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Chulalongkorn research reveals 15 biggest risks on social media

Feb 09. 2020
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By The Nation

Most people spend on average three and half hours to eight hours a day online, with the four main activities being entertainment, connection, reading news and work or school matters, Dr Phnom Kleechaya, an assistant professor at the Faculty of Communication Arts at Chulalongkorn University, said based on the results of a study on risks and engagement in online platforms.

The data collected came from both qualitative and descriptive research. In-depth interviews covered four generations -- teenagers and young people aged 15-22; young people aged 23-39; adults aged 40-59; and elderly people aged 60 and above. Seventy-four people were interviewed between January and May 2019.

Dr Phnom Kleechaya,

Following the interviews, the research was developed into questionnaires to conduct survey research in all four groups of 2,580 samples in 11 provinces -- Chiang Mai, Tak, Phitsanulok, Ayutthaya, Nakhon Ratchasima, Nong Khai, Ubon Ratchathani, Chanthaburi, Nakhon Si Thammarat, Songkhla, and Bangkok.

Research on media platforms found that Line, Facebook, YouTube, Instagram and Twitter were the most popular, with usage frequencies of 7-8 times a day and each usage being half an hour to an hour per time.

The most favoured activities were: posting own content, followed by commenting, sharing a story and making a live video. The sample group had on average 101-500 friends online. They followed 16-25 public pages, with 11-20 discussion groups. The sample group said they would feel uncomfortable if they had to stop using social media.

Dr Phnom said the 15 most-discussed issues on social media, according to the survey, were violence, advertisement of exaggerated products, false health information, fake news, pornographic content, online lottery, online gambling, being tricked into buying fake products, being deceived and persuaded to earn illegal money, being hacked, online Ponzi scheme, being tricked by strangers, personal data exposing, online shares and being bullied. The top five risks are violent content 63.02 per cent, overloaded ads 62.87 per cent, unreliable health content 60.66 per cent, fake news 60.39 per cent and pornographic content 51.59 per cent respectively.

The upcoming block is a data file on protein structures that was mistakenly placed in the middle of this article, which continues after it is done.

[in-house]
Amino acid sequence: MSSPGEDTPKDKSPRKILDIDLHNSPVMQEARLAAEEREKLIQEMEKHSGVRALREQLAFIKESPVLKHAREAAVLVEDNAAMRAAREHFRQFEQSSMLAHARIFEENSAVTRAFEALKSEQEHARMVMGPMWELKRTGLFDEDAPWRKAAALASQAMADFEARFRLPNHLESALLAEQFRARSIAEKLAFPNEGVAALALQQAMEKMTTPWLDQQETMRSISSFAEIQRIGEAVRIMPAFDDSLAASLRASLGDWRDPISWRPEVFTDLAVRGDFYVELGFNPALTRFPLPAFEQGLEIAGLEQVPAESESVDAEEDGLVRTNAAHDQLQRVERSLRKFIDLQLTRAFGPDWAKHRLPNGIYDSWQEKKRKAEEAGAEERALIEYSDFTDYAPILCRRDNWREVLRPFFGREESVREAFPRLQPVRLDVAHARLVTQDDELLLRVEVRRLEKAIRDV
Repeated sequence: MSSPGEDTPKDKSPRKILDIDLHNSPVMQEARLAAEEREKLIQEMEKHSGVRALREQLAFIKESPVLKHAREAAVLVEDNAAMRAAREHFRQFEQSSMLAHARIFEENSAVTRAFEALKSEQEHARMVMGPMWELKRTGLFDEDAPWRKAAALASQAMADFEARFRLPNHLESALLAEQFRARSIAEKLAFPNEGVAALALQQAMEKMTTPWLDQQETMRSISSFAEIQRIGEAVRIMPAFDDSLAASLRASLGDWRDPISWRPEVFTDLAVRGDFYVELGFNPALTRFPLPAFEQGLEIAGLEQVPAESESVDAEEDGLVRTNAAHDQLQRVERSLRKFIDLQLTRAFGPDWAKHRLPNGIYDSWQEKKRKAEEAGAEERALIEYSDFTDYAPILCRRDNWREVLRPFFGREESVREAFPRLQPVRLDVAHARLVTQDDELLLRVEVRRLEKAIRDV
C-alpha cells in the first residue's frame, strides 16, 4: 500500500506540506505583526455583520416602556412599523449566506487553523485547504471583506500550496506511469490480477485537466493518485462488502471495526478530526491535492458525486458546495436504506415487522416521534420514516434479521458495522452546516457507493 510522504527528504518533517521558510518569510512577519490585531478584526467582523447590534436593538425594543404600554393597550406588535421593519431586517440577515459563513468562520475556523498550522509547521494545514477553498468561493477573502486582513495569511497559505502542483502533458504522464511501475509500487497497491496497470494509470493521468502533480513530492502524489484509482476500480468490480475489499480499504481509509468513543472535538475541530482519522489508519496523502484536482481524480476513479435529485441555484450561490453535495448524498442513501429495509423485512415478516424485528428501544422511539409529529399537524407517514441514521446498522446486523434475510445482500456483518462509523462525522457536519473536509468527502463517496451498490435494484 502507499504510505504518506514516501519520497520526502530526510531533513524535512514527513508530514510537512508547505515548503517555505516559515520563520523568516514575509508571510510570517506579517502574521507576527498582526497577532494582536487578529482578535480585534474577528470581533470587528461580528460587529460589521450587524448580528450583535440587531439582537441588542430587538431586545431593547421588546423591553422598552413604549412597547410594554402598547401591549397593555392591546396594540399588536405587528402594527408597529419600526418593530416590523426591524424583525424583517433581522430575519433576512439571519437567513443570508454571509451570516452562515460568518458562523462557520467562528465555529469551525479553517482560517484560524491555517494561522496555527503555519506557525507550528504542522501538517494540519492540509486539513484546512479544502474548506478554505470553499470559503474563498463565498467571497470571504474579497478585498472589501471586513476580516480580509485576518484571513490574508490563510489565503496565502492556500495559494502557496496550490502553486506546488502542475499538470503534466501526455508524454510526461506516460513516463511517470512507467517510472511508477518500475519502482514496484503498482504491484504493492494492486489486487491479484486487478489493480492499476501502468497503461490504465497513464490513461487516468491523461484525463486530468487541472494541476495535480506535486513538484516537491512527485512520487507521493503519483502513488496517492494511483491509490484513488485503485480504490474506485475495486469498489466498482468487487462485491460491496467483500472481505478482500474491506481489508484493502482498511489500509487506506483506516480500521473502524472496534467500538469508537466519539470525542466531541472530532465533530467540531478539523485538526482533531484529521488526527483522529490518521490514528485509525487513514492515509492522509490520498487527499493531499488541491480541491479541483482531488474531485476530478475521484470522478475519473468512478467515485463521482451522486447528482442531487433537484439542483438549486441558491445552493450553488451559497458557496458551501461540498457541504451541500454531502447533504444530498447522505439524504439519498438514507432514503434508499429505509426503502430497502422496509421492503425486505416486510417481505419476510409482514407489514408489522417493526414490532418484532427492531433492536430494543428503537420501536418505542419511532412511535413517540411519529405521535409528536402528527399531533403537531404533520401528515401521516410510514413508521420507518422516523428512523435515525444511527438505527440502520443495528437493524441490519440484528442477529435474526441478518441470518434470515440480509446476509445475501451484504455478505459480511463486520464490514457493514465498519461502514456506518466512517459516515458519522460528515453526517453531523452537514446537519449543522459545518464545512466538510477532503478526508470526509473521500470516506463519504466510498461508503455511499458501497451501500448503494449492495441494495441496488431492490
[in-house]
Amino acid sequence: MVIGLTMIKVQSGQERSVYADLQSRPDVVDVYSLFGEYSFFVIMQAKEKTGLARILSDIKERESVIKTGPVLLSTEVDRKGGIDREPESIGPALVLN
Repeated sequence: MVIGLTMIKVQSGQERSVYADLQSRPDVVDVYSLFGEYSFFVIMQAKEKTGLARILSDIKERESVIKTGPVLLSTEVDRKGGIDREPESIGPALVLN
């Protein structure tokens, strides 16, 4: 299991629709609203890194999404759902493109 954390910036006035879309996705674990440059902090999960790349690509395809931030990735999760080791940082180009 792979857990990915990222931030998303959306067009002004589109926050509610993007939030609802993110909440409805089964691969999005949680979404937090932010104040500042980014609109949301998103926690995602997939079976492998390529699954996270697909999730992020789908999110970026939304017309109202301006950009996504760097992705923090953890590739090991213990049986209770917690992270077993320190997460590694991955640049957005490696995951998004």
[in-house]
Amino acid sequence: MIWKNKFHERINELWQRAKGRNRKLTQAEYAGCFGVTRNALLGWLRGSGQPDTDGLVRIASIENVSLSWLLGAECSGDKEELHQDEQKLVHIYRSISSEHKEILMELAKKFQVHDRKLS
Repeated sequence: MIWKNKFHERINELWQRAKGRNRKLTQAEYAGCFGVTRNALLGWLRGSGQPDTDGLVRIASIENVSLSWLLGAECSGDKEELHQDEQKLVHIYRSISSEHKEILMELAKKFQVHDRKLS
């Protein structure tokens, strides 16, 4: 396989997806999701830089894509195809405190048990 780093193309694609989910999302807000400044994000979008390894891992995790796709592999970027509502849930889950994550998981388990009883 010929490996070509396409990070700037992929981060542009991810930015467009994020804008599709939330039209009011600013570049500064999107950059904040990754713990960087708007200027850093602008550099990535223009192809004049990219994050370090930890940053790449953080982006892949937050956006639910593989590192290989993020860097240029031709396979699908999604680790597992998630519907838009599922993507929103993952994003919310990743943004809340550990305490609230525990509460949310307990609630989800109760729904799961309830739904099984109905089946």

However, separated by each age group, it was found that the seven risks in terms of age groups were:

15-22 years -- visual violence, exaggerated advertising, fake health information, fake news, pornographic content, online gambling, and being deceived and persuaded to earn illegal money.

23-39 years -- online scams like exaggerated advertising, violence, false health information, fake news, pornography, online gambling and being tricked into buying products as they are working group with purchasing power.

40-59 years -- exaggerated advertising risks, fake health information, violence, fake news, pornography, online lottery, and online gambling.

60 years and older -- online risk, including false health information, fake news, violence, online lottery pictures, exaggerated advertisements, pornographic images and online Ponzi scheme respectively.

The research showed that Thai people of all age groups face many online risks. The working group in the 23-39 age group were found to have more risk than other groups as they had the purchasing power.

As for digital literacy skills and social media awareness in all seven areas, the sample group found that the subjects had five general skills: Access, Information Evaluation, Utilisation, Identity and Citizenship, and Risk Reduction, which are different for each age group.

Meanwhile, the other two skills claimed to seek an improvement in all groups. “The two skills that need to be improved are ‘social communication’ such as commenting and using media with awareness, and ‘Understanding Media Text’. To understand content on media, both direct content and hidden agenda, both skills need to be developed,” said Dr Phnom.

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